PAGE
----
If you are on the market to purchase a new sleeping bag, quilt, or a down filled parka, it’s helpful to understand why high fill goose down is better than lower quality goose down. But first, it’s helpful to understand why goose down is such an effective cold weather insulator.
Goose Down Ratings
Goose down consists of fluffy filaments that are a lot like human hair. A single ounce of average quality down contains about 2 million of these filaments which interlock to keep warm air in and cold air out. This layer is very springy so you can scrunch it up by compressing it, but it will spring back into shape almost immediately.
Fill power measures the lofting power of goose down which is its ability to trap air. To measure fill power, one ounce of down is compressed in a small glass cylinder. When the weight is removed, the down’s ability to spring back can be measured. Down with a higher fill power rating is more resilient to compression, lofts better, and can trap more air. Besides being warmer, this also means that sleeping bags or parkas with a higher fill ratings require less insulation by weight to provide the same level of warmth than an item made with lower quality down.
For example, sleeping bags or quilts with a fill rating of 800-900 will provide an outstanding level of warmth and are preferred by backpackers who want a warm but very lightweight piece of gear. Sleeping bags with fill ratings of 600-700 are considered very good, 500-550 is considered good, and 400-450 is considered medium quality.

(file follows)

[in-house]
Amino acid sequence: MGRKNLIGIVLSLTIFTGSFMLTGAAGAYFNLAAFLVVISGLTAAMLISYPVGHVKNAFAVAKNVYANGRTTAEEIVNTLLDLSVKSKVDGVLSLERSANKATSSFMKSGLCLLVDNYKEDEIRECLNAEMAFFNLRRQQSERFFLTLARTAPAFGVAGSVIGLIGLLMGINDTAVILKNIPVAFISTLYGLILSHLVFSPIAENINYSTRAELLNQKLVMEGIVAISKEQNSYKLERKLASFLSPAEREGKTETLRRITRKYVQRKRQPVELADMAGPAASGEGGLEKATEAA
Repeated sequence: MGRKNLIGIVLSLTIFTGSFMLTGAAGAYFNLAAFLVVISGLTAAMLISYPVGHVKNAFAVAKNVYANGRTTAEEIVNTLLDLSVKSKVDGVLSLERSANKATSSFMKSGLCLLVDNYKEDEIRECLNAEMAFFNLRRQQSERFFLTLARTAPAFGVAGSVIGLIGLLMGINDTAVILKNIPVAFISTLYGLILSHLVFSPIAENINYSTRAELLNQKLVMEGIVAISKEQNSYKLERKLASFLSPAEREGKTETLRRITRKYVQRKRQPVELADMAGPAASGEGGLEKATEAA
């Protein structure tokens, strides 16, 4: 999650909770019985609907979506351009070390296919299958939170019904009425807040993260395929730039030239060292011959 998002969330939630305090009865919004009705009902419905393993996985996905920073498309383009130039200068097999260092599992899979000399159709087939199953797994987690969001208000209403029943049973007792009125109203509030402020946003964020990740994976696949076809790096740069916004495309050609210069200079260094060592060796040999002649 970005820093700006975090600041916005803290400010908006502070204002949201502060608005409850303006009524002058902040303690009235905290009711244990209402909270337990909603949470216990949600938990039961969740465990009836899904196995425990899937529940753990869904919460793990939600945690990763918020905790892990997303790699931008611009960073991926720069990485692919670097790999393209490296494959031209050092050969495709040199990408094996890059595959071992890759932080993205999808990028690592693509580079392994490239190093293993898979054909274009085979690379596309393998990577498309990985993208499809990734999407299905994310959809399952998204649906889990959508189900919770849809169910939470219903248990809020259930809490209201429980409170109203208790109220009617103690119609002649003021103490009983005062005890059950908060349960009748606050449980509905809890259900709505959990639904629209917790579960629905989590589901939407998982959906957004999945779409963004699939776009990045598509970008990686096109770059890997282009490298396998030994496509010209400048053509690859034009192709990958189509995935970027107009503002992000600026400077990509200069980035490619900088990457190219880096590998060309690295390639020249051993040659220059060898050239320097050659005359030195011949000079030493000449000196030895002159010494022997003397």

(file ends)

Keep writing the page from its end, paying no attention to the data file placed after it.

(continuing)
However, goose down with a fill rating greater than 700 is quite expensive. Most commercially available goose down only has a fill rating of 400-550 because it comes from immature geese that have been raised for human consumption. Higher quality goose down with a fill rating in the 550 to 850 range down is collected from geese that are allowed to reach their full maturity and are specially bred for this purpose. This is far more expensive process resulting in higher consumer prices.
To put this in perspective, the sleeping bag shown above is a Western Mountaineering Ultralite 20 with a goose down fill rating of 850. It retails for about $425 and weighs 29 oz. Contrast this bag with the Kelty Light Year 20 sleeping bag, another highly rated 20 degree goose down bag with a fill rating of 600. It retails for about $250, but weighs 46 ounces, a difference of 17 ounces or 60% heavier.
As a rule of thumb, it is usually worth paying a premium for a sleeping bag or a quilt that contains high fill power down if you plan on keeping it for many years. However, unless it’s a question of survival, you can probably get by with a lower fill rating for down filled jackets and parkas which you’re less likely to keep for a long time.
For more information about the warmth of goose down, see:
Written in 2008. Revised in 2012